provided periodic front-page coverage throughout the duration
of the project. Major and minor articles also appeared in the Anchorage Daily News,
the Juneau Empire and, through
syndication, newspapers throughout Alaska and the United States.
In February 1998, the international publication Islands Magazine
featured an article on the 1997 work at Castle Hill. In July
1998, Alaska Magazine published an article on the history
and archaeology of Castle Hill based on 1997 findings. This magazine,
on sale near the site, was available to visitors during the last
half of the 1998 field season. Alaska Magazine also published
a small article on the Ravens Tail robe fragment from Castle
Hill in November 1998. In December 1998, the magazine Alaska
Southeasterner featured lengthy articles on both the 1998
work at Castle Hill and the Ravens Tail robe fragment. A
1999 publication produced by the Federal Highways Administration
featured the Castle Hill project as a case study for the use of
transportation enhancement funds (NTEC 1999:24-25).
While there are no current plans to interpret the archaeology of Castle Hill to the public through pamphlets and on-site panels (refer Appendix 4.3), the findings continue to attract the attention of scholars. Some artifacts from the collection have been loaned to the Isabel Miller Museum in Sitka for display. Others were displayed in a major exhibition entitled Unseen Treasures: Imperial Russia and the New World, which opened at major venues across the United States before closing at the Russian State Historical Museum in Red Square, Moscow in September 2001 (McMahan 1999b). Concurrent with the Russian exhibition, other Castle Hill artifacts were part of a major exhibition entitled Beads Road in the North: Indigenous Trading and Development of Arts and Crafts in the North Pacific Rim, at the Japanese National Museum of Ethnology, Osaka, during the fall-winter of 2001.
Figure 4.1. Archaeologist Ty Dilliplane examines an artifact with a visitor while Sitka volunteers excavate in the background.
From its inception, the Castle Hill Archaeological Project
was undertaken with public participation in mind. Archaeological
projects in urban settings always draw visitors interested in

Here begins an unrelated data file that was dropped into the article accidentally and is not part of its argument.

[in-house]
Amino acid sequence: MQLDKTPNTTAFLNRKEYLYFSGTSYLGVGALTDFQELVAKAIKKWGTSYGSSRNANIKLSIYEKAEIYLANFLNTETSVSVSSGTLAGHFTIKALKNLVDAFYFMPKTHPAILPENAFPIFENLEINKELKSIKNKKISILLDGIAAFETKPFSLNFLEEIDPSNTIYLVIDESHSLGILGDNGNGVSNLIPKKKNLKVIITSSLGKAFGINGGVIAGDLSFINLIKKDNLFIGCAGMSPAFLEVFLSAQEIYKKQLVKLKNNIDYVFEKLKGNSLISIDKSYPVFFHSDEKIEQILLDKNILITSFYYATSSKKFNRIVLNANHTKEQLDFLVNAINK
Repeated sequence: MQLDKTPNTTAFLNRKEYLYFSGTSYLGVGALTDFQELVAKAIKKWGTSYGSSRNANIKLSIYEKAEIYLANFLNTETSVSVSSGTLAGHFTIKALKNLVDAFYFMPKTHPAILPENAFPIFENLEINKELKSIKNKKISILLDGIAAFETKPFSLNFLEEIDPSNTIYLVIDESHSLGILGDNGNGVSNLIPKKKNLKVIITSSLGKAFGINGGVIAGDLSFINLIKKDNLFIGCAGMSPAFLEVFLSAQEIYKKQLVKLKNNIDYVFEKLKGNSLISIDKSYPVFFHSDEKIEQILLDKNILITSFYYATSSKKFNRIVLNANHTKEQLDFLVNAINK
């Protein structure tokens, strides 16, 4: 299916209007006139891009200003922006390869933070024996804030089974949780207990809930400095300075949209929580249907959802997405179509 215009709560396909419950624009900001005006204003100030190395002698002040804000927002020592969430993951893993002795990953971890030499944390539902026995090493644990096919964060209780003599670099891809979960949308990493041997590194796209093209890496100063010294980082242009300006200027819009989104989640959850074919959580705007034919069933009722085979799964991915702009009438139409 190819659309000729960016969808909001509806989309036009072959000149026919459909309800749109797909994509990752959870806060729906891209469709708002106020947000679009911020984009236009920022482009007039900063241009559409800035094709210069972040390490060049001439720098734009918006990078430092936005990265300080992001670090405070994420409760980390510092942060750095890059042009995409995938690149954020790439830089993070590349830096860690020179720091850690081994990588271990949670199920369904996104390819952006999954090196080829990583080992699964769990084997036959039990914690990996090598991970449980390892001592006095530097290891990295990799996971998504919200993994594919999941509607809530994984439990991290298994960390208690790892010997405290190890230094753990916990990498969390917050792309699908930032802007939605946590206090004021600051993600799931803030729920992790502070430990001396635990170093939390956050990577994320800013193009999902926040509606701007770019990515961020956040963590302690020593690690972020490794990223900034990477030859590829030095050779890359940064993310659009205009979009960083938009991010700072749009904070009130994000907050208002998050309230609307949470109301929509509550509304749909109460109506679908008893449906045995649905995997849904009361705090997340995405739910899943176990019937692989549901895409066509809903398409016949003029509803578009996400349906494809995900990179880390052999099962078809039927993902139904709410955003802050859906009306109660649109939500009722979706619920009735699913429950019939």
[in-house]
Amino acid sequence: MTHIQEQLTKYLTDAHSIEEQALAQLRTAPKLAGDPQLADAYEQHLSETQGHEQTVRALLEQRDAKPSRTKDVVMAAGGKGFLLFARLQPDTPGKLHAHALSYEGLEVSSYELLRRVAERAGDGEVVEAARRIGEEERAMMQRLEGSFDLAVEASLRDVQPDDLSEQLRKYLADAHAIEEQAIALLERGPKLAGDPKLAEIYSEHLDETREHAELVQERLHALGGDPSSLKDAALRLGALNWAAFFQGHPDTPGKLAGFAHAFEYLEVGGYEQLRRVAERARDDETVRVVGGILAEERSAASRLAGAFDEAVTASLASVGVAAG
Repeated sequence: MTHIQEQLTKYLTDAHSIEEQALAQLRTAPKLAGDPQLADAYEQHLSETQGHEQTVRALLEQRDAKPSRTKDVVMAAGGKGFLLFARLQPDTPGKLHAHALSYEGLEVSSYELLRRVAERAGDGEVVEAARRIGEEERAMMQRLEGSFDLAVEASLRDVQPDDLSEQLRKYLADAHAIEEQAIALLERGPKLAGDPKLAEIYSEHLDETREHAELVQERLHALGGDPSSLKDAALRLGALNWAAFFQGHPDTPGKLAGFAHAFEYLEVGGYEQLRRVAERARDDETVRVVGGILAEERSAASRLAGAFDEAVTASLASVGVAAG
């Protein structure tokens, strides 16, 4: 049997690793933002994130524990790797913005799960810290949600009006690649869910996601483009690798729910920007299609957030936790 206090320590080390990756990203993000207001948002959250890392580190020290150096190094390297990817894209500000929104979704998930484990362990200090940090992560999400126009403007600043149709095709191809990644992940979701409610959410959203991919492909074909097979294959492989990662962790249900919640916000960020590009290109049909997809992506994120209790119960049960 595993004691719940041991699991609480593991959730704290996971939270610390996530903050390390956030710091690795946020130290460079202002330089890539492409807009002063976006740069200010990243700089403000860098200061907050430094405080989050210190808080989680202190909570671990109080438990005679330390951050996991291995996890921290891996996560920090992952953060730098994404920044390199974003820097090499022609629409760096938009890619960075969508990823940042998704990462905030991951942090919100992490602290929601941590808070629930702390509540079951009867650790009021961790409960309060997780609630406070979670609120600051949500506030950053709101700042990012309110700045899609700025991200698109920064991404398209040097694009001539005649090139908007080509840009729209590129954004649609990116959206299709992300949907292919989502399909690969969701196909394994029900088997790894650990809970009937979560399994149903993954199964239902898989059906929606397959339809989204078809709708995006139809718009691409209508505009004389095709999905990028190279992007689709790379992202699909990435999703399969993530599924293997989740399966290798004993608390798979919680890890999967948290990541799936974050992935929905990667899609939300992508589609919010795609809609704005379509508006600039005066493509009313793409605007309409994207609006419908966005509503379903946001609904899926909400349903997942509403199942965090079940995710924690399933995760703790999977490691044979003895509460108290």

procedures and findings. A broad cross-section of Sitka organizations
and individuals provided support and/or endorsements throughout
the project. These included the Alaska Native Brotherhood and
Sisterhood, the Alaska State Parks (Sitka) Advisory Committee,
the City of Sitka, the National Park Service, the Sheldon Jackson
College and Museum, the Sitka Historical Society, the Sitka Tribe
of Alaska, the University of Alaska Southeast (Sitka Campus),
and the U.S. Forest Service. A number of local volunteers participated
both in 1997 and 1998. This enabled first hand involvement of
the community, and provided an opportunity for OHA to teach site
stewardship and basic principles of archaeology. Experienced non-local
archaeologists and historians also participated in the excavations
on a volunteer basis, reducing the cost of fieldwork. The professional
staff of Sitka National Historic Park not only volunteered on
the site, but collaborated in the construction of a temporary
exhibit at the NPS visitor center. During both 1997 and 1998,
OHA collaborated with the University of Alaska Southeast to provide
an archaeological field school. The project benefited by acquiring
additional labor and inexpensive housing near the site for project
During the laboratory phase of the Castle Hill Archaeological Project, continuing opportunities were made available to students and scholars. A cooperative relationship between OHA and the University of Alaska Anchorage allowed graduate students to become involved with aspects of analysis outside the current reporting scenario. By prior arrangement, portions of the collection were also examined by visiting Japanese, Russian, and American scholars. This sharing of information contributed substantially to our understanding of activities at the site.